Central Bank of Nigeria
Eleven accounts of companies and individuals have been frozen by the Central Bank of Nigeria (CBN) on Wednesday.
The announcement came after the CBN got an interim order from the Federal High Court, Abuja division, to freeze 11 bank accounts of 5 companies and an individual for 45 days to enable it to conduct investigations into suspicious activities.
The order follows an exparte motion, dated March 12 and filed on March 16, seeking the mandatory order of the court to direct First City Monument Bank (FCMB) Limited, to freeze all transactions on the listed accounts and all other bank accounts of the defendants for 180 days pending the outcome of investigation and inquiry currently being conducted by the CBN.
This disclosure is contained in documents posted by the apex bank on its website on Wednesday, April 7, 2021, and seen by Nairametrics.
According to the statement from the CBN who is the plaintiff, the listed names of the defendants/respondents include Albert Austin Ugochukwu with 2 bank accounts, Belfour Energy & Allied Services, Belfour Oil and Gas Limited with 3 bank accounts, Circle Flow Integrated Services, Kacynaus Reality Nigeria Limited with 3 bank accounts and Tasmara Integrated Services.
The court document also states that the order was given by the court upon reading the Affidavit in support of the Application, Affidavit of Urgency, Verifying Affidavit and Affidavit of Non-Multiplicity of action all deposed by an Assistant Manager of the CBN, Central Business District, Oluwatoyosi Suwebat Oladipo, together with an attached exhibit.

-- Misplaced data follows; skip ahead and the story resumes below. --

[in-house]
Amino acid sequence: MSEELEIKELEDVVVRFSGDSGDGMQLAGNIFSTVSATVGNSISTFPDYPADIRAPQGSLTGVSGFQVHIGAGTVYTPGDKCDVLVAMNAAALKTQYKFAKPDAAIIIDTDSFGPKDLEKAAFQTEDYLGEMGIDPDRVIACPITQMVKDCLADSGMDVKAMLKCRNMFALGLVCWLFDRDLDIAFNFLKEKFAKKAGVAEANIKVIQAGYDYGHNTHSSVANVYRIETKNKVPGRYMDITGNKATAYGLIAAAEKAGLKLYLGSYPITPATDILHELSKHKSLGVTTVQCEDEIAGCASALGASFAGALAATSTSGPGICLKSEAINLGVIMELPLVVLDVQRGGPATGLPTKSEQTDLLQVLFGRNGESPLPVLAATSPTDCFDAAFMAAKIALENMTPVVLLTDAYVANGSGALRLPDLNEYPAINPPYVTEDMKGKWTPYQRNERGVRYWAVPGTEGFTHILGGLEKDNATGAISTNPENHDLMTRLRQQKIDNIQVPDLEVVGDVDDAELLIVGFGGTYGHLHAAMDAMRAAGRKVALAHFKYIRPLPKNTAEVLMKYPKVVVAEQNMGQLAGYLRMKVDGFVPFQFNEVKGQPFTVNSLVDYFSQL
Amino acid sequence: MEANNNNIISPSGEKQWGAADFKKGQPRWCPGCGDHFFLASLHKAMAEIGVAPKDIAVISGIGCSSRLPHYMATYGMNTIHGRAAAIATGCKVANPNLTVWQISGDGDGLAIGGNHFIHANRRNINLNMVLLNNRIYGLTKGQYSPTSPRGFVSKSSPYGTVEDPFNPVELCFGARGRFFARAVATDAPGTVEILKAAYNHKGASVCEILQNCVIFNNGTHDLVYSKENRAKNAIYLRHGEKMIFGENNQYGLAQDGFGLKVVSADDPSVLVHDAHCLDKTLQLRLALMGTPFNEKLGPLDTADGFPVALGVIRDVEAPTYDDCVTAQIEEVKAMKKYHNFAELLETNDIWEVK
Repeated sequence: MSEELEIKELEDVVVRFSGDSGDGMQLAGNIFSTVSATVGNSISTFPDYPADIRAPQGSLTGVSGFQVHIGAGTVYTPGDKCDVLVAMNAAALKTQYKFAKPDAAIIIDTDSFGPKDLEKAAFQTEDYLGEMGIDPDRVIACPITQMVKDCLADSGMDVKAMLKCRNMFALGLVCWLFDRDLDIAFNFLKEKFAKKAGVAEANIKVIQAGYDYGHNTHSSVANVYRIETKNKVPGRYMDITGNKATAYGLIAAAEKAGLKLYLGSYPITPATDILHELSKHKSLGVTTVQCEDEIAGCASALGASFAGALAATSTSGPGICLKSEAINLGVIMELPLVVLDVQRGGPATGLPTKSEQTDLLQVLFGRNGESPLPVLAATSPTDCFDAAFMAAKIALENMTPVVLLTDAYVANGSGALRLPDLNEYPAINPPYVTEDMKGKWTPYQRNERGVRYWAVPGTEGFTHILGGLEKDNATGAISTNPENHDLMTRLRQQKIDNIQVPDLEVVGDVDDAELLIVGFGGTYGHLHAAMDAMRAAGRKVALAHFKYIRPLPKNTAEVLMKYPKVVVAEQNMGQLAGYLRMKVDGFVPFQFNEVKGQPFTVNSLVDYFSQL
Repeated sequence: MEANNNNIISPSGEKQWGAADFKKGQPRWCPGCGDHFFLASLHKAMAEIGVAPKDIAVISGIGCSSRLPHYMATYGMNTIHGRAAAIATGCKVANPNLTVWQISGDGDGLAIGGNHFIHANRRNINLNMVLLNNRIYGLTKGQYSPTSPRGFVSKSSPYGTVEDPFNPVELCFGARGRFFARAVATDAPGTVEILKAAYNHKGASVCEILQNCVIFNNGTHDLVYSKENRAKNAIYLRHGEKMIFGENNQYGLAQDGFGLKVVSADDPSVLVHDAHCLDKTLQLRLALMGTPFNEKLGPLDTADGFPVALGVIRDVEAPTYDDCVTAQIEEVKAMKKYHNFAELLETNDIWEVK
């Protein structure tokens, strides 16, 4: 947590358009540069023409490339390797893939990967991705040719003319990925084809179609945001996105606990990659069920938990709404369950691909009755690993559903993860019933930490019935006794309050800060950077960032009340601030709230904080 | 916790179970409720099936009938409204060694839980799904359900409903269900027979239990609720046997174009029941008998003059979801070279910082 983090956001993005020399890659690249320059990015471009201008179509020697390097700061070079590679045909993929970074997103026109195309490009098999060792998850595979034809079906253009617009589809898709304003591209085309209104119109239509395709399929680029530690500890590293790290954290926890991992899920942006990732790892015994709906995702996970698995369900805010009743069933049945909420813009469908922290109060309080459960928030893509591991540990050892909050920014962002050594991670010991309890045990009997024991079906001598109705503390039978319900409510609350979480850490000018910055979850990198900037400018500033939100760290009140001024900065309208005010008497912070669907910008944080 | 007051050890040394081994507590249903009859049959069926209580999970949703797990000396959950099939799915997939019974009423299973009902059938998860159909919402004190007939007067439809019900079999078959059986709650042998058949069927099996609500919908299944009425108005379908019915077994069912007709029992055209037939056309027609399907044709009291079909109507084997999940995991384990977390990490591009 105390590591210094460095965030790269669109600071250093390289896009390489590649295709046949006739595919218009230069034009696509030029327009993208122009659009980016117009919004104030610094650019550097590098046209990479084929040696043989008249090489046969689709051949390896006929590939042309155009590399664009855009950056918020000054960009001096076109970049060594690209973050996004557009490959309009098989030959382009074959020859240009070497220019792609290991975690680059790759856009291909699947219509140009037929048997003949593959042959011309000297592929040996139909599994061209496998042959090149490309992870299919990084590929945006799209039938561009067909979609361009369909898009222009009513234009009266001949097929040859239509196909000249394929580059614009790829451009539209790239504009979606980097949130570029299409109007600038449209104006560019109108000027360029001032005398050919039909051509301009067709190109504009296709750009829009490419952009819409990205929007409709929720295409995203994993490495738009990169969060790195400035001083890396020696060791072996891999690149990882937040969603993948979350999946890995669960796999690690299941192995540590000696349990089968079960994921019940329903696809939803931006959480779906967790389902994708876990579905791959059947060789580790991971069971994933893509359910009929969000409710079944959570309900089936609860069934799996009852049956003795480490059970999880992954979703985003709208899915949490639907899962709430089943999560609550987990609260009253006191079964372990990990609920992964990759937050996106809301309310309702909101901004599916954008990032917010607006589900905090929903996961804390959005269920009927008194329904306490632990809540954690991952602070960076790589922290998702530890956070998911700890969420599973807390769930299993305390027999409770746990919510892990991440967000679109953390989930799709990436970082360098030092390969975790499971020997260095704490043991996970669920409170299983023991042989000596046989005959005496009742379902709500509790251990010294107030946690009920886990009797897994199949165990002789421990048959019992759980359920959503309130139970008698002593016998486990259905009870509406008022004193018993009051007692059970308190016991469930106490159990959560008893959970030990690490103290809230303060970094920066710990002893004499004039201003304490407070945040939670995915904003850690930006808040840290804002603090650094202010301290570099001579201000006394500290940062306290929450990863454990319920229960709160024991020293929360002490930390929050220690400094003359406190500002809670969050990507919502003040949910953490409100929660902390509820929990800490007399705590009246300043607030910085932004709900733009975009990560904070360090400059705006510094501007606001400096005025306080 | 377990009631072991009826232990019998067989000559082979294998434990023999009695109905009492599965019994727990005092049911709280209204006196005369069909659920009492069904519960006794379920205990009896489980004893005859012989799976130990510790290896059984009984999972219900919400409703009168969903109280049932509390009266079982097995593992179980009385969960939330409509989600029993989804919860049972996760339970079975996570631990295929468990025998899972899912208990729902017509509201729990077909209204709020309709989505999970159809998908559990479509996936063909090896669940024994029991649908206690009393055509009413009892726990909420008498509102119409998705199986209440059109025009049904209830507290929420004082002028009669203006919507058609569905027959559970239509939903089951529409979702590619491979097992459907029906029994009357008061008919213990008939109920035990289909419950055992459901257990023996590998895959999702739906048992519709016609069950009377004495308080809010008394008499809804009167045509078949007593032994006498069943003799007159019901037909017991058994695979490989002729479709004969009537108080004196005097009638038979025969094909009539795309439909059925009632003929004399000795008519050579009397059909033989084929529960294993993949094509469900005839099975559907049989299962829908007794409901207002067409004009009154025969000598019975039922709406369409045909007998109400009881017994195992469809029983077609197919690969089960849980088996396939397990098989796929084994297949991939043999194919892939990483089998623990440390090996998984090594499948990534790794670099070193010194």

The order from the Federal High Court partly reads, “An interim Order is made empowering the applicant to direct the Head Office of First City Monument Bank Ltd to freeze forthwith all transactions on the bank accounts listed on the motion paper for a period of 45 days only pending the outcome of investigation currently being conducted by the Central Bank of Nigeria.’’
The document also states that the order which was given by the Presiding Judge, A.R. Mohammed, was renewable on expiration but only on good reasons shown and any person affected by this order was entitled to approach the court to seek to set aside, discharge or have the order reviewed for good reasons, it said.